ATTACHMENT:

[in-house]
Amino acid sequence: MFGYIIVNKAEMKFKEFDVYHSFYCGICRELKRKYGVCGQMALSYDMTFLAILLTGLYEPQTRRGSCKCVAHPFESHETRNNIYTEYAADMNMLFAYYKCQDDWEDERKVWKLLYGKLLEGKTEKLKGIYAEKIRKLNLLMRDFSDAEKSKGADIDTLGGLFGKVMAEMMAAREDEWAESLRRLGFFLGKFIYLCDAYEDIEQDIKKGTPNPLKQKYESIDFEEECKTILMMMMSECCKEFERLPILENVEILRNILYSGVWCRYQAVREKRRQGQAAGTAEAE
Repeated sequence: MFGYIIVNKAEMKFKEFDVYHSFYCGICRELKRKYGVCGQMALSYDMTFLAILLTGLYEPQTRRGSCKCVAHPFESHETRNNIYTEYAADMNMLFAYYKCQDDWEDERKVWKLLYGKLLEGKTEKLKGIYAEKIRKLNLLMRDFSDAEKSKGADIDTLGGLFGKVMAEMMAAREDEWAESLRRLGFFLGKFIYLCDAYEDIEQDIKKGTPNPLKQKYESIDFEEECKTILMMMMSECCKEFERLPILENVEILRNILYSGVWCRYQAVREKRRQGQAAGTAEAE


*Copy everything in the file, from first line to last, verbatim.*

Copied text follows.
[in-house]
Amino acid sequence: MFGYIIVNKAEMKFKEFDVYHSFYCGICRELKRKYGVCGQMALSYDMTFLAILLTGLYEPQTRRGSCKCVAHPFESHETRNNIYTEYAADMNMLFAYYKCQDDWEDERKVWKLLYGKLLEGKTEKLKGIYAEKIRKLNLLMRDFSDAEKSKGADIDTLGGLFGKVMAEMMAAREDEWAESLRRLGFFLGKFIYLCDAYEDIEQDIKKGTPNPLKQKYESIDFEEECKTILMMMMSECCKEFERLPILENVEILRNILYSGVWCRYQAVREKRRQGQAAGTAEAE
Repeated sequence: MFGYIIVNKAEMKFKEFDVYHSFYCGICRELKRKYGVCGQMALSYDMTFLAILLTGLYEPQTRRGSCKCVAHPFESHETRNNIYTEYAADMNMLFAYYKCQDDWEDERKVWKLLYGKLLEGKTEKLKGIYAEKIRKLNLLMRDFSDAEKSKGADIDTLGGLFGKVMAEMMAAREDEWAESLRRLGFFLGKFIYLCDAYEDIEQDIKKGTPNPLKQKYESIDFEEECKTILMMMMSECCKEFERLPILENVEILRNILYSGVWCRYQAVREKRRQGQAAGTAEAE